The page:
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Nap Time!!!

Tuesday, May 23, 2006
By the way

In case you're wondering why I'm harping on this, it's not just because legal technicalities are fun. There are serious implications for the fairness and justice of future elections. Consider a hypothetical:

Candidate W is charged in front of five justices for some campaign violation.

Justices X, Y, and Z all hold that W violated the by-laws and should receive one censure, but for three different reasons, A, B and C.

How I would read the rule being discussed would be to consider the decisions as follows:

X: W violated the by-law for reason A

Y: W violated the by-law for reason B

Z: W violated the by-law for reason C

However, in light of the appeal denial, the way they should be considered is like this:

X: W violated the by-law, and
Reason A is true

Y: W violated the by-law, and
Reason B is true

Z: W violated the by-law, and
Reason C is true

And thus, the "narrowest grounds" is to rule that "W violated the by-law," but for no reason.

Already this is pretty silly, but there are practical realities now. Suppose a candidate next year wants to campaign, but doesn't want to violate this by-law. How does this candidate do it? Does she avoid satisfying reasons A, B, and C? Only two of the three? None of these reasons are reasons why W violated the by-law, after all. Where does this new candidate get her guidance? Apparently, the Judicial Council can declare candidates in violation of by-laws without any reason whatsoever.

These are real issues, and the Judicial Council does no one but itself a service by coming up with excuses that, in the short term, let the Judicial Council avoid having to go to another hearing, but in the long term, twist the rules by which the ASUC functions into a nonsensical, meaningless mess. Now would be the time to start impeaching justices (under Title XXI, Article II, Section 2.1.5), not when they happen to rule against you, and a loud constituency whines.

posted by Beetle Aurora Drake 5/23/2006 05:47:00 PM #
Comments (6)
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You make a good point, Beetle, but somewhat analogously, civil and criminal juries come to agreement on questions with different rationales for doing so. In my opinion, that's not unfair on criminals or defendants.

Juries may have to answer a series of questions, but even when answering them, jurors can each have different reasons for saying "yes" or "no", or "guilty" and "not guilty."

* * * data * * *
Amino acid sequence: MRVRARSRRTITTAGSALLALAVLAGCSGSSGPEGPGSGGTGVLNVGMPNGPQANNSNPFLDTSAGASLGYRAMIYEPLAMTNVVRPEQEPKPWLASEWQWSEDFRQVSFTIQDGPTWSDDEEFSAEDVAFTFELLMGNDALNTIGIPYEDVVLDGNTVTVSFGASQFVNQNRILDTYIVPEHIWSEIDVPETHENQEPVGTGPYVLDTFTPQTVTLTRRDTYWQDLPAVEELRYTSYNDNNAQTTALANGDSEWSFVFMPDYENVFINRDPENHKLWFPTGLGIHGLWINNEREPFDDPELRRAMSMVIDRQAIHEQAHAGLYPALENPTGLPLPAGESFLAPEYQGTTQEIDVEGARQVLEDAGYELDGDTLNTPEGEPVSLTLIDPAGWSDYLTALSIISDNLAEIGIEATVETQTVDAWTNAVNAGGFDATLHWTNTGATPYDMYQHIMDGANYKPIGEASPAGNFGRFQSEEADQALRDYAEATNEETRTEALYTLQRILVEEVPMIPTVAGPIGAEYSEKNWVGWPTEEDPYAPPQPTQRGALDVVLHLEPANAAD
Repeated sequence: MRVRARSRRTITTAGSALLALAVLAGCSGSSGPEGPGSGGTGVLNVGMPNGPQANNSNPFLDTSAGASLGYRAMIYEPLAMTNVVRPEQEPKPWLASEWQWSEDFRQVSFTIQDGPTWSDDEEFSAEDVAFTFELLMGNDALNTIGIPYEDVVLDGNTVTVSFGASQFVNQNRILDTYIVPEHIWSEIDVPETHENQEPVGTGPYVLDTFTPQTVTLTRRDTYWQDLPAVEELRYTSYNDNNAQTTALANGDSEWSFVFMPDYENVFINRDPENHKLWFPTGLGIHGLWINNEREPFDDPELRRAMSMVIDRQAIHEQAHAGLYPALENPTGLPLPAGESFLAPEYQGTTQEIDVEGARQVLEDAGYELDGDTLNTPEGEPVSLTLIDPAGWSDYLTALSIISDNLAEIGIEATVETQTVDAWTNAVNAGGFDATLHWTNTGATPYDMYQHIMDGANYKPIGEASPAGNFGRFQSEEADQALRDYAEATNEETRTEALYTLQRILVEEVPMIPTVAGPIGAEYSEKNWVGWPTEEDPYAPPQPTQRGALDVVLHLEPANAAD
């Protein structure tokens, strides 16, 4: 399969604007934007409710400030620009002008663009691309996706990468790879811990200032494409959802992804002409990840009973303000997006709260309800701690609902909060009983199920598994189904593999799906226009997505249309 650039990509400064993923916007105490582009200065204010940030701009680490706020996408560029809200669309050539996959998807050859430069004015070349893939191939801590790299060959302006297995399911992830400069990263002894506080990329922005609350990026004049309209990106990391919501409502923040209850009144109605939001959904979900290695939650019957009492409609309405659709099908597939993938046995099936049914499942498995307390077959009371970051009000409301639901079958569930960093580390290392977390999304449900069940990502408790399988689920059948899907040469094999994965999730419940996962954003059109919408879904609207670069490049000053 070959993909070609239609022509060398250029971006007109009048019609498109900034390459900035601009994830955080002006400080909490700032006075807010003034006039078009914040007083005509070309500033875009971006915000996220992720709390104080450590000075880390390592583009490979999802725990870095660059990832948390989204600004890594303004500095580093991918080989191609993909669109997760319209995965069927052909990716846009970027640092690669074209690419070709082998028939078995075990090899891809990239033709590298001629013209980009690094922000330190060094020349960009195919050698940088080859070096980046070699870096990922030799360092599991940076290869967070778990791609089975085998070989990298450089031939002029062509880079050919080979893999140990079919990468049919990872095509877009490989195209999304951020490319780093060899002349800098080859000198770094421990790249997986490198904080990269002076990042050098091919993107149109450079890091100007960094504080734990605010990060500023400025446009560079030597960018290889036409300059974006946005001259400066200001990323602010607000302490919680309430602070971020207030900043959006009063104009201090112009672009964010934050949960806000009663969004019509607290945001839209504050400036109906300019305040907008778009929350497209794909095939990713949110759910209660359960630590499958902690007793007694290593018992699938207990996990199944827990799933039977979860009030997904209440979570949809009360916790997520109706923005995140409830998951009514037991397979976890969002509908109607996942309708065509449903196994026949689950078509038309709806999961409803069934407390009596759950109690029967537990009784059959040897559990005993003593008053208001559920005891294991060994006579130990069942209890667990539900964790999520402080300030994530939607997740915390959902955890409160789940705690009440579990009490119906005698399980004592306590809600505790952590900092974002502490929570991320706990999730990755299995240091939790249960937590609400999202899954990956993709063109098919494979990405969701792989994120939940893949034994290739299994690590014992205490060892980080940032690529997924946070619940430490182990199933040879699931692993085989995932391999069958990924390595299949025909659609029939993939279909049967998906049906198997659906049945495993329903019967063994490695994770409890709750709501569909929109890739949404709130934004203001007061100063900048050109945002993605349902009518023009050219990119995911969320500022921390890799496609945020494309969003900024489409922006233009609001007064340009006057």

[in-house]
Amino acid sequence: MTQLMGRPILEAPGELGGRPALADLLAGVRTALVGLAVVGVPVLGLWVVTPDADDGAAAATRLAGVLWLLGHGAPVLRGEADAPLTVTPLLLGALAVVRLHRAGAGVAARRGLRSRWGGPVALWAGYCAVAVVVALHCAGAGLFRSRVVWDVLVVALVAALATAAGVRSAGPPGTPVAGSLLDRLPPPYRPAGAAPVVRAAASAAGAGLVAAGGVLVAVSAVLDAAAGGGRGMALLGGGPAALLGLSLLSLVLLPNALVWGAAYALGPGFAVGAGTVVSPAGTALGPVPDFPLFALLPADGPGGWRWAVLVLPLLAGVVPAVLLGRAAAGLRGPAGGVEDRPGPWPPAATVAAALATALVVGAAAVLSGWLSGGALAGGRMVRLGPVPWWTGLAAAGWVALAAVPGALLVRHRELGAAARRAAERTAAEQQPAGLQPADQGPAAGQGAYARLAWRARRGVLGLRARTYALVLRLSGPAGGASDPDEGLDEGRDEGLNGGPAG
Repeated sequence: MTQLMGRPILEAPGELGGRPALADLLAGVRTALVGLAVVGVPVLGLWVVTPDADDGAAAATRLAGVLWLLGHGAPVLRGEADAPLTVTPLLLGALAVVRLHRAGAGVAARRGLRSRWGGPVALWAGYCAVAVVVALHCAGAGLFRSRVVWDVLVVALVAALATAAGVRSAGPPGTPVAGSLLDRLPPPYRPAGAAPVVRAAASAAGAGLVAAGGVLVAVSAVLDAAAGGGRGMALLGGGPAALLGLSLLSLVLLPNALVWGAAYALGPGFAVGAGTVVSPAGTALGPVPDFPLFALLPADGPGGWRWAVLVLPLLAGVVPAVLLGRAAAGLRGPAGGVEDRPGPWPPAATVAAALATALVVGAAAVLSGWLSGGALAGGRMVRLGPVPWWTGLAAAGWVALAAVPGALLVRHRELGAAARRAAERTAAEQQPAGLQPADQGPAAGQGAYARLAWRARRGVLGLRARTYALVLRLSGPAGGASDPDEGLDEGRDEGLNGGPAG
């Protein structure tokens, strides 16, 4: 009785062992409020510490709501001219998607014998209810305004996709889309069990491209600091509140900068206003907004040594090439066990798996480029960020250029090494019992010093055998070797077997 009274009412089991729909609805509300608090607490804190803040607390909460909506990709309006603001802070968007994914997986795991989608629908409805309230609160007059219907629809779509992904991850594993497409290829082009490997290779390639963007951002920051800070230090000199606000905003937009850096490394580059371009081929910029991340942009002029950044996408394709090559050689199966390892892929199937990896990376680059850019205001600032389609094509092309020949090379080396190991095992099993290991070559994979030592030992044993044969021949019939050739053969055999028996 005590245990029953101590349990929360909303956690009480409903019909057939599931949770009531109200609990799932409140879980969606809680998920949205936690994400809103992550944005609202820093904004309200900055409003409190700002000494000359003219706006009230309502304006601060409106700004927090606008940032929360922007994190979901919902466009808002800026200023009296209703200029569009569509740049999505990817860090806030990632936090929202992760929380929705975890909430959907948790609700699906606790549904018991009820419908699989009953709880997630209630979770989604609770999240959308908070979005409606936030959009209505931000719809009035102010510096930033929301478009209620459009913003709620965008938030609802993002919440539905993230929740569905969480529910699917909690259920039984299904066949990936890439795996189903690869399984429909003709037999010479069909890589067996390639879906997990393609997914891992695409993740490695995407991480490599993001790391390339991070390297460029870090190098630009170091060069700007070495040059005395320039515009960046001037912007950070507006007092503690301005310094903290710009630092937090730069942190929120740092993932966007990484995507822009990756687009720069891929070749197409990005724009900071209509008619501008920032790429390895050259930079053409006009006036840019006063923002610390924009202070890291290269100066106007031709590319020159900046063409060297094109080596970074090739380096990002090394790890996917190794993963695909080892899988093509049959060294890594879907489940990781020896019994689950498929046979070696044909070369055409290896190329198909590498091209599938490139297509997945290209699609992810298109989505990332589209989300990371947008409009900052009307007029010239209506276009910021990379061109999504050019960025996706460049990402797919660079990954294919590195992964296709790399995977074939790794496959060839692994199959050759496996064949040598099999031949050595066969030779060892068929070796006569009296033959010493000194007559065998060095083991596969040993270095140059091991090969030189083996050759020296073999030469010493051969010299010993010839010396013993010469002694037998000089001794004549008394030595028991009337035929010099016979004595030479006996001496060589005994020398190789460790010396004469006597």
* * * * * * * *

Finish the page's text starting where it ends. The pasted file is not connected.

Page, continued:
Juries differ from judges in that they are not expected to interpret the law. Judges are asked to, and are required to by the JRPs in the ASUC.
Hmm, that's a good point.

But I think you said the Judicial Council is not bound by precedent anyway. So wouldn't whatever rationale they used not necessarily be a guide to future candidates anyway?
Beetle, the rationale was given in the original decision, it is just so simple that you fail to recognize it: "We subscribe to the “Marks” Rule in issuing a ruling based on the narrowest grounds such that the opinions concur. The majority of the Judicial Council believes that the chalkings did violate"

That's it, and we explained why that is legitimate in the appeal rejection.

By the way, you should stop bitching about a "lack of effort" on behalf of the Council, considering the fact that we wrote the original decision at the beginning of finals and met to decide on the appeal at the tail end of finals. Do not forget that we are students first, which is why we can serve in the ASUC. Rationally, we should have waited until after finals, but wow here's an idea, we actually care about the institution and wanted to get results out in a timely manner at the same time as upholding the law. That's quite a challenge, but we did it.

Hmmm, kinda feels good to no longer have to maintain a professional "no response to public criticism" policy.
Jim, you can bet that if I were a candidate, I'd be bitching on the grounds of equal protection, not precedent, if I were held to a different standard than another candidate, even in a different year.

Bobby, no one's complaining about the Judicial Council's lack of effort. I've commended it for its effort in the past. There are good reasons to avoid another hearing beyond laziness.

I'm as concerned about upholding the law as you are. It makes absolutely no difference to me whether SA got dumped or not, or whether the referenda passed or not. I don't use either the ASUC or the GA, and I get fee remissions.

The quote you give is exactly the reason I was so disturbed by the decision, because it's not a rationale, it's just a decision. It's the narrowest decision that the majority of justices gave. It is not a concurrence of rationale any more than a finding that "Joe violated the by-law by doing a backflip" and "Joe violated the by-law by not doing a backflip" is a concurrence, and the reason the Marks rule is not supposed to be applied like this is because it leaves no standard for judgment.
Or, for the more detailed version, an inclusion of rationale, at least for "actively campaigning" would look something like...

"Both the White and Banerjee dissents find that the defendents actively campaigned, though on different grounds. The White dissent holds that chalked campaign slogans are always active campaigning at all times they are visible, while the Banerjee dissent holds that to be the case only in certain circumstances. Since a continuum can be established with the Banerjee dissent having a narrower rationale than the White dissent, the Marks rule is applied, and the Council holds the defendents guilty of violations of the by-law because the campaigning meets the conditions set in the Banerjee dissent."

Better yet, though, would be to reproduce the relevant parts of the Banerjee dissent.
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